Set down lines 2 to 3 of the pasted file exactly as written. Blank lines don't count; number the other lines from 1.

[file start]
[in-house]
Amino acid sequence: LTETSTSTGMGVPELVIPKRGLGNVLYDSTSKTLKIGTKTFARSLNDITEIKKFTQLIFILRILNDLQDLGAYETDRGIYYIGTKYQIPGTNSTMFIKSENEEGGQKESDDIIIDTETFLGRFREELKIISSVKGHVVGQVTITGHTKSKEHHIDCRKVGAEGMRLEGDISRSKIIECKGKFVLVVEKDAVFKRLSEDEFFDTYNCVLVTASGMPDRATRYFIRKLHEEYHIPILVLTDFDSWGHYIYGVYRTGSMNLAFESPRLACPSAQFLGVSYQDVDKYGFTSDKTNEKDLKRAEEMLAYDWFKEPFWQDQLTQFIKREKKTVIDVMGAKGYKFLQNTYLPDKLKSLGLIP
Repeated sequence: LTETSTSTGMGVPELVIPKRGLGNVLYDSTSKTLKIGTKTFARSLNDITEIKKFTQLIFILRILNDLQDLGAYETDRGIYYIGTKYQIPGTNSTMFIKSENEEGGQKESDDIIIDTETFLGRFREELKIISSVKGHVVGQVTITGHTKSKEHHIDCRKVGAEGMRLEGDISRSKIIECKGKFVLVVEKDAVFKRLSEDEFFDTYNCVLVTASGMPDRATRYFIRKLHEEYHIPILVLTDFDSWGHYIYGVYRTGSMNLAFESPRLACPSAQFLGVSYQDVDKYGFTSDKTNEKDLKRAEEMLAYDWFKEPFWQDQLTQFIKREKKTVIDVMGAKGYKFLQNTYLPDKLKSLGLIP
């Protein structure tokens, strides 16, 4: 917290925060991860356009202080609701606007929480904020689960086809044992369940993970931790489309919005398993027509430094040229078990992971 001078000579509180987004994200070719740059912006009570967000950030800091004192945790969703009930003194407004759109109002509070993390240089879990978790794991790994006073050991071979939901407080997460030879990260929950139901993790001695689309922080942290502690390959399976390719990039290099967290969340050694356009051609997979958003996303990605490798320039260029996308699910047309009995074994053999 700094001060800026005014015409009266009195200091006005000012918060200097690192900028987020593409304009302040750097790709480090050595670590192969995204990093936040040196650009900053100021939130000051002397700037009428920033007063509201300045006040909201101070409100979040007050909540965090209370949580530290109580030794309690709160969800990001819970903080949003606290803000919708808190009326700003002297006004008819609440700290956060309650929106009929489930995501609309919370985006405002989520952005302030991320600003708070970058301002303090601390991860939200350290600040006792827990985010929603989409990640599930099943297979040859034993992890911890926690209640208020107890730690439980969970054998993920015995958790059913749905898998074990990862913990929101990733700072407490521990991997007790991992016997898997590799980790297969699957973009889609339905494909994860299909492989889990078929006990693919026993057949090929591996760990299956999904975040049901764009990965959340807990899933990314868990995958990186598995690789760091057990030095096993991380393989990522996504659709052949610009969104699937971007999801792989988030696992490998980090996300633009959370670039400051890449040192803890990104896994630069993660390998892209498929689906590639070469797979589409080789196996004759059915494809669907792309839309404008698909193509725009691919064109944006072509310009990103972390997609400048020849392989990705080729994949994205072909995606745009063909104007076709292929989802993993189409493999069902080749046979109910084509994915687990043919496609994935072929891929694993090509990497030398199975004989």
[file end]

Amino acid sequence: LTETSTSTGMGVPELVIPKRGLGNVLYDSTSKTLKIGTKTFARSLNDITEIKKFTQLIFILRILNDLQDLGAYETDRGIYYIGTKYQIPGTNSTMFIKSENEEGGQKESDDIIIDTETFLGRFREELKIISSVKGHVVGQVTITGHTKSKEHHIDCRKVGAEGMRLEGDISRSKIIECKGKFVLVVEKDAVFKRLSEDEFFDTYNCVLVTASGMPDRATRYFIRKLHEEYHIPILVLTDFDSWGHYIYGVYRTGSMNLAFESPRLACPSAQFLGVSYQDVDKYGFTSDKTNEKDLKRAEEMLAYDWFKEPFWQDQLTQFIKREKKTVIDVMGAKGYKFLQNTYLPDKLKSLGLIP
Repeated sequence: LTETSTSTGMGVPELVIPKRGLGNVLYDSTSKTLKIGTKTFARSLNDITEIKKFTQLIFILRILNDLQDLGAYETDRGIYYIGTKYQIPGTNSTMFIKSENEEGGQKESDDIIIDTETFLGRFREELKIISSVKGHVVGQVTITGHTKSKEHHIDCRKVGAEGMRLEGDISRSKIIECKGKFVLVVEKDAVFKRLSEDEFFDTYNCVLVTASGMPDRATRYFIRKLHEEYHIPILVLTDFDSWGHYIYGVYRTGSMNLAFESPRLACPSAQFLGVSYQDVDKYGFTSDKTNEKDLKRAEEMLAYDWFKEPFWQDQLTQFIKREKKTVIDVMGAKGYKFLQNTYLPDKLKSLGLIP